Bern Minster is a masterpiece of the late Gothic, built in 1421 to 1575. Bern experienced a terrible fire in 1405 that destroyed much of the city, and as in London this created the opportunity to rebuild the main church in an up-to-date style. By 1421 Bern was an effectively independent city with regalian rights -- that is, the rights and privileges that were held by kings -- and it had finally, after centuries of struggle, gained complete control of its own churches. (For centuries the main church was legally the sub chapel to a tiny church owned by an Augustinian friary in Köniz, and the townspeople fought several wars against their bishop.) The Bernese set about building a church worthy of their new wealth and power, and the result is the most famous Gothic church in Switzerland.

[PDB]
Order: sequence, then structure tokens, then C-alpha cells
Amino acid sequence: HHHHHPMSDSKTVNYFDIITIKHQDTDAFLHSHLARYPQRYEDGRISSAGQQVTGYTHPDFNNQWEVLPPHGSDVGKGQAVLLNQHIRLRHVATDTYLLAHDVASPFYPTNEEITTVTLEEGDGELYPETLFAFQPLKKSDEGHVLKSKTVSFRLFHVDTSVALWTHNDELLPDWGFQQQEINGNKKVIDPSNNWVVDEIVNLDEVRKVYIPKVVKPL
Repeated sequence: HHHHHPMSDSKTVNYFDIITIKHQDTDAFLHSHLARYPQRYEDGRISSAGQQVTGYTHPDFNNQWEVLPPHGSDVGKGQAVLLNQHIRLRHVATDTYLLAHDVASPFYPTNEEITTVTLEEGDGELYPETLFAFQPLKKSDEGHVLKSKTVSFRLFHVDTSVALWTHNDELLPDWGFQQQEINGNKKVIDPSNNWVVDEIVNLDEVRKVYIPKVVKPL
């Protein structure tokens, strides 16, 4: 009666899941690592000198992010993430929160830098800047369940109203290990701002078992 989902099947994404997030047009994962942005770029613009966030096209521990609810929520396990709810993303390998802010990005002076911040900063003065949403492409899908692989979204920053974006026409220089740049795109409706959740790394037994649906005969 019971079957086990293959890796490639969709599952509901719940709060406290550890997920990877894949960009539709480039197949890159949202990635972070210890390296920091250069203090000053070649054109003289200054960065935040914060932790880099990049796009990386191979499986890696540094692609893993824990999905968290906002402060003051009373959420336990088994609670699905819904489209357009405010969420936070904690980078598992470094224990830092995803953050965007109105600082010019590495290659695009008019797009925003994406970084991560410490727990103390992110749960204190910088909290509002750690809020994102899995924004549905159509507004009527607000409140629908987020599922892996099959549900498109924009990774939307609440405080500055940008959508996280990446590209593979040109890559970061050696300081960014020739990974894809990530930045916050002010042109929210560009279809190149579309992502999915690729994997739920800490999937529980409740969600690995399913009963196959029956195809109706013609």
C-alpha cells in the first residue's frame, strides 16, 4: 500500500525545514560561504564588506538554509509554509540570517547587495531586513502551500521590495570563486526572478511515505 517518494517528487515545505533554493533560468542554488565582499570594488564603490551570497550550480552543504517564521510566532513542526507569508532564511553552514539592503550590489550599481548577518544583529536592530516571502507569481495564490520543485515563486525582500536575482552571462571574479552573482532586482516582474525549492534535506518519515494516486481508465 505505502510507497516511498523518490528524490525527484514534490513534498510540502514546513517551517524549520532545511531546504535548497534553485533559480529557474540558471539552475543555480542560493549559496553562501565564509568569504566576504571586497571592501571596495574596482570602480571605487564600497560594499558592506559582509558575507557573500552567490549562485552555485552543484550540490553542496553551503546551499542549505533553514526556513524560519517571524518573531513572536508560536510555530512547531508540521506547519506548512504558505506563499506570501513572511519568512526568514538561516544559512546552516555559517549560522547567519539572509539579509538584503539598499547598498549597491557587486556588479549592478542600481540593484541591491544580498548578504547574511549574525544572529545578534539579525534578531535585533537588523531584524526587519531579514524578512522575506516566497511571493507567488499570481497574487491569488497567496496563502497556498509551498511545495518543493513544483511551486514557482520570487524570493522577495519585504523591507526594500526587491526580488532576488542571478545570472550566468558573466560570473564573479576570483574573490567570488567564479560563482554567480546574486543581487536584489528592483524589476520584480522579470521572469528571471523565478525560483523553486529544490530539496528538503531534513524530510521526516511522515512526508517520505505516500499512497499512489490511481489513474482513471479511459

The outside of the church is nothing special, and the view is dominated by a tower that was not completed until 1893.
The remarkable thing about the church is the many marvelous details. These figures are carved on the sixteenth-century choir stalls.
Some of the many wonderful gargoyles.
Most of the stained glass was installed in 1441-1450, including the famous Dance of Death Window.
The Passion Window.
You all know I can't resist a door like this one.
In 1528 Ulrich Zwingli preached in the church, and as a result the whole city converted to Protestantism. Much medieval ornamentation was removed from the church interior, leaving the choir looking like this.
But this was Switzerland, after all, so nobody got too worked up about it, and everything that was not completely contrary to scripture remained. The iconoclasts did not touch the remarkable Last Judgment over the main entrance, and such is the Swiss attention to detail that even the painting has been kept up. (Many more pictures at wikimedia.)
Solomon and the Queen of Sheba watch the judging, rather like onlookers at the State Fair.
Since the Reformation nothing whatsoever has happened in Switzerland, so the church has remained in astonishing condition.